Campuses that receive an accountability rating of Met Standard are also eligible for distinction designations. Distinction designations are awarded to campuses based on achievement in performance indicators relative to a group of 40 campuses throughout the state of similar type, size and student demographics. All distinction designations for a campus are based on performance that is in the top 25% of its unique comparison group of 40 campuses. Overall, 131 different distinction designations were earned by FISD campuses in 2016.
Distinction designations can be earned by campuses for:
Academic Achievement in Reading/English Language Arts; (elementary, middle and high school)
Academic Achievement in Mathematics; (middle and high school, based upon Algebra only)
Academic Achievement in Science; (elementary, middle and high school)
Academic Achievement in Social Studies; (middle and high school)
Top 25 Percent: Student Progress; (elementary, middle and high school)
Top 25 Percent: Closing Performance Gaps; and (elementary, middle and high school)
Postsecondary Readiness (district, elementary, middle and high school)
No, it is important to note that distinction designations cannot be used to compare Frisco ISD campuses to each other. Each campus has its own unique comparison group comprised of campuses from around the state. The group may or may not include other FISD campuses, so an FISD campus with six distinction designations or “gold stars” may be in an entirely different comparison group than an FISD campus with no stars.
Districts that receive an accountability rating of Met Standard are also eligible for one distinction designation, Postsecondary Readiness. A distinction designation is awarded to a district if 70% or higher of all district campuses are in the top quartile (25%) of their unique comparison groups.
Community and Student Engagement Accountability System
House Bill 5 (HB 5) of the 83rd Texas Legislature Regular Session added Section 39.0545 to the Texas Education Code (TEC). TEC § 39.0545 requires all districts to evaluate the district’s performance and the performance of each campus in regard to community and student engagement. Districts must assign one of four performance ratings – Exemplary, Recognized, Acceptable or Unacceptable – to the district and each campus for overall performance, including the following categories: fine arts, wellness and physical education, community and parental involvement, 21st century workforce development program, 2nd language acquisition program, digital learning environment, dropout prevention strategies and educational programs for gifted and talented students, as well as evaluate the District's compliance with statutory reporting and policy requirements.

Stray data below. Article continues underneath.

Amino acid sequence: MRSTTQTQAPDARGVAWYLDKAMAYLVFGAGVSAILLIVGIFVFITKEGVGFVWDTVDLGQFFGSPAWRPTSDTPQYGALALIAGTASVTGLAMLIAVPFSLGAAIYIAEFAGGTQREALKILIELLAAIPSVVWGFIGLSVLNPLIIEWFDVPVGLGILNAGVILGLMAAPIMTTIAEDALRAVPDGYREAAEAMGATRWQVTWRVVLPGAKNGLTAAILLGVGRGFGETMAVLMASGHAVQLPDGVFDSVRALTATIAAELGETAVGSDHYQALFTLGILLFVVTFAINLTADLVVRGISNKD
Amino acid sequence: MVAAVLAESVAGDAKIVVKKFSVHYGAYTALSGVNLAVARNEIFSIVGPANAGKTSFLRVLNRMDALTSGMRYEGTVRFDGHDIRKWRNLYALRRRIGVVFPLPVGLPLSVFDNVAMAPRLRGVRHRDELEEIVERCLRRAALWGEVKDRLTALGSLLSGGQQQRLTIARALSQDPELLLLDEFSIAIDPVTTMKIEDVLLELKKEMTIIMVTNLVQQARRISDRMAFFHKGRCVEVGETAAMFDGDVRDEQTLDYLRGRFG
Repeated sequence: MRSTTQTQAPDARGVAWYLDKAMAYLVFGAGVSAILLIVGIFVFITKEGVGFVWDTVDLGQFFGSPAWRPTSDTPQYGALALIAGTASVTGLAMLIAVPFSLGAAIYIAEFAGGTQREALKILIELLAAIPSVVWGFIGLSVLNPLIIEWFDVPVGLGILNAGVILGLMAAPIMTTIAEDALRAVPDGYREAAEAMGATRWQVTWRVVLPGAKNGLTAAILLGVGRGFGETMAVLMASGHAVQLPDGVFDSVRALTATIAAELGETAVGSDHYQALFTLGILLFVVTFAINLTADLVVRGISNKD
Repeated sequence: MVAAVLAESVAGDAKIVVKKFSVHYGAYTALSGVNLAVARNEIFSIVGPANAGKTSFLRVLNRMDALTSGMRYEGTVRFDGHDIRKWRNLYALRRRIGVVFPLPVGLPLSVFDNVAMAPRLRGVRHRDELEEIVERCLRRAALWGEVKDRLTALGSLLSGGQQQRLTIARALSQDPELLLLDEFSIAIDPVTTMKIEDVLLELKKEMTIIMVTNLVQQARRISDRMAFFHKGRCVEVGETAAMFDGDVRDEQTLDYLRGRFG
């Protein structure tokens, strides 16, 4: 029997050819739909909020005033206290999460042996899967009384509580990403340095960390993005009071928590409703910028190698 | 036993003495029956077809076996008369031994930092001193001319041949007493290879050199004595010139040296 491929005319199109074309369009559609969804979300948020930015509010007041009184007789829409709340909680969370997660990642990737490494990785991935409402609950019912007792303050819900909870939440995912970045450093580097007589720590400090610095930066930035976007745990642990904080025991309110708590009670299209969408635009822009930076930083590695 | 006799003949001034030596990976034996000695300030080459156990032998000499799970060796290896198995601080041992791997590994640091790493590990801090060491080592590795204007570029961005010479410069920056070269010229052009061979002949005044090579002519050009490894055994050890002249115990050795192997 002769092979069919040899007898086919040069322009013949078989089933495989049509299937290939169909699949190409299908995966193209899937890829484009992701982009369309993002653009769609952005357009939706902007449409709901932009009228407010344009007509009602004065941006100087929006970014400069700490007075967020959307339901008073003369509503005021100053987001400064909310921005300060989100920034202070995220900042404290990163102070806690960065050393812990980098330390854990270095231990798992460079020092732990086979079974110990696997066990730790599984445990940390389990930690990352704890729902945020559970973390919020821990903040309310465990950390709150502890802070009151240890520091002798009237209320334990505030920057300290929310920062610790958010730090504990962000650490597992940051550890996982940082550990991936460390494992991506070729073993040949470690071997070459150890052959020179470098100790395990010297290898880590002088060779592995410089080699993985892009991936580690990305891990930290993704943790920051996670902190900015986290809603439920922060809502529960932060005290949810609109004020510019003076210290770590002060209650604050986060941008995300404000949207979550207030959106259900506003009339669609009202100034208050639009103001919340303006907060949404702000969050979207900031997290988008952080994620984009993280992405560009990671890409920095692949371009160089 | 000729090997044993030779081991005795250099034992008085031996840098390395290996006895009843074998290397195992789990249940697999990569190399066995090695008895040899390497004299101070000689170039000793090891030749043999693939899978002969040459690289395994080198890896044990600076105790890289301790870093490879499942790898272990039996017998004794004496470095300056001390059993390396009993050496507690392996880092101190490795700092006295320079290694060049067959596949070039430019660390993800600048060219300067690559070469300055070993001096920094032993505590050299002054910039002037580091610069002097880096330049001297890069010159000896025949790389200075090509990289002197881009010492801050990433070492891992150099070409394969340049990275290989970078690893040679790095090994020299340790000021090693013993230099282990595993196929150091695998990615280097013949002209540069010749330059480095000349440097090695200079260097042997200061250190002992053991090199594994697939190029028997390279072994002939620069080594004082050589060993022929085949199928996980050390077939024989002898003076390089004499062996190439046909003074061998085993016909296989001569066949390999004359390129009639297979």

It is required that the criteria used to assign ratings be developed by a local committee. PEIMS data, District/campus data, and parent survey results were just a few of the items used to evaluate each campus on multiple indicators among the nine different reporting categories. FISD will continue to evaluate the tool in regards to the appropriateness of each indicator, relevance of the data, methods used to collect and compile data, and will review strategies to make the tool more meaningful for campuses and the District as a whole. FISD anticipates integrating the CSEAS into the District Action Plan to assist in future planning and improvement efforts.
View the 2016-17 ratings for FISD and all of its rated campuses.
Texas Academic Performance Report
The Texas Academic Performance Report (TAPR) pulls together a wide range of information on the performance of students in each school and district in Texas every year. Performance is shown disaggregated by student groups, including ethnicity and low income status. The report also provides extensive information on school and district staff, programs and student demographics. View the 2016-2017 District Report or view the report for each campus.
Texas Education Code B39.053 requires each school district's board of trustees to publish an annual performance report that includes the TAPR report; campus performance objectives; a report of violent or criminal incidents; and information received under the Texas Education Code B51.403(e) from the Texas Higher Education Coordinating Board. View the comprehensive report.
The Texas Academic Performance Report was previously known as the Academic Excellence Indicator System (AEIS) Report. The AEIS was published each year between 1990-91 to 2011-12.